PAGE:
Astrophotography: How I Take My Night Sky Photos

in #photography4 years ago

Finished product, a sky completely full of stars

1. Gear

First off, let's get gear out of the way. all you need is a camera that you can set to full manual control and shoots RAW, a sturdy tripod, a good lens, a cable shutter release, and finally, an editing software that can handle RAW files.
Personally, I use a Nikon D810 full-frame DSLR with my go-to lens being a Nikkor 20mm F2 lens. I use a MeFoto tripod and do colour corrections in Adobe Lightroom. Some other things you won't want to forget are some torches and high visibility clothing, it's going to be dark out there and you want to be able to see where you're going.


2. Location, Location, Location...

It's all about location. Obviously you can't go about in the middle of a city shooting night skies and expecting to see stars. you need a really dark sky with little to no light pollution. In the image above, near the bottom of the photo, you can see some orange glow from a small nearby town. Other than this small town there were no other light sources in the location of this shot.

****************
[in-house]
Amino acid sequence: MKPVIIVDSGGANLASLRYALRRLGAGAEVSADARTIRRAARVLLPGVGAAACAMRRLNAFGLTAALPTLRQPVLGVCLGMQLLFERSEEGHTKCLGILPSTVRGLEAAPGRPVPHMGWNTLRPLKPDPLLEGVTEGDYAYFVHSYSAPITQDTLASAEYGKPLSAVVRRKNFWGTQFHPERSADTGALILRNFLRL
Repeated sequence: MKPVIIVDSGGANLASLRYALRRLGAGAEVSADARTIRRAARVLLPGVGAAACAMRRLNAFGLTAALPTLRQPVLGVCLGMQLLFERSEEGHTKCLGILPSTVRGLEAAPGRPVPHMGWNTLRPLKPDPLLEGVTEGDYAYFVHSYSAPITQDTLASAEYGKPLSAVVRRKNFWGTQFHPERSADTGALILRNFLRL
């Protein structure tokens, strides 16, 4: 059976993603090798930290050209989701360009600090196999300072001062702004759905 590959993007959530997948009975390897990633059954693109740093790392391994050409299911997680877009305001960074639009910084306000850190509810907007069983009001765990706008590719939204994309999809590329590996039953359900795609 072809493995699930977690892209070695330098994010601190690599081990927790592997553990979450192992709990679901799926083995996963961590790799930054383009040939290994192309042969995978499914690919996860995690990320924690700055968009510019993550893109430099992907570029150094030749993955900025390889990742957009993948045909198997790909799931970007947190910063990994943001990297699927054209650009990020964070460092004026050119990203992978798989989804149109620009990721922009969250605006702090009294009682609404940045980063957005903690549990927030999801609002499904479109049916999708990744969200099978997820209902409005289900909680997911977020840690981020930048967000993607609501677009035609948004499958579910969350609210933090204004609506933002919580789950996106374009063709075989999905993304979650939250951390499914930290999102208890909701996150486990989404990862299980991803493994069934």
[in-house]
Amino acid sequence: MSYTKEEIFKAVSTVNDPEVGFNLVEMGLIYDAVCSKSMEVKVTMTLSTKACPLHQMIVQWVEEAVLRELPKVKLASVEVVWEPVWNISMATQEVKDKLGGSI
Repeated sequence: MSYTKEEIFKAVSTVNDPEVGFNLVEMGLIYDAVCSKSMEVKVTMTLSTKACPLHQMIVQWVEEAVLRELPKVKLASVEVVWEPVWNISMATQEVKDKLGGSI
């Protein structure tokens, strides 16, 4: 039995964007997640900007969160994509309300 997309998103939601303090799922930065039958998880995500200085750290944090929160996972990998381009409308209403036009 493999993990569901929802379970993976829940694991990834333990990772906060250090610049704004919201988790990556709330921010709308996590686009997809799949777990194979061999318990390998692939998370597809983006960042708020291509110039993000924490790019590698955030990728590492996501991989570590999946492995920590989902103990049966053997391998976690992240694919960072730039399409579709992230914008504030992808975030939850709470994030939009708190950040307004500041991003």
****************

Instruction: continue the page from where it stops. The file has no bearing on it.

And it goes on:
sometimes the glow from a nearby town or village can add some cool colours to a photo like the glow from behind the hills in this shot


It's difficult to frame night shots when you can barely see anything. That's why I recommend using your cameras electronic live view or electronic viewfinder to frame your shots. you would be surprised at how much it will allow you to see in the dark compared to your naked eye. Figure out your composition, find a good balance of starry sky to landscape. While it may look cool to just have a frame of just stars, framing your shot with some landscape elements can really add a lot more to an image.

Try to find an interesting foreground to complement the starry night sky

4. Settings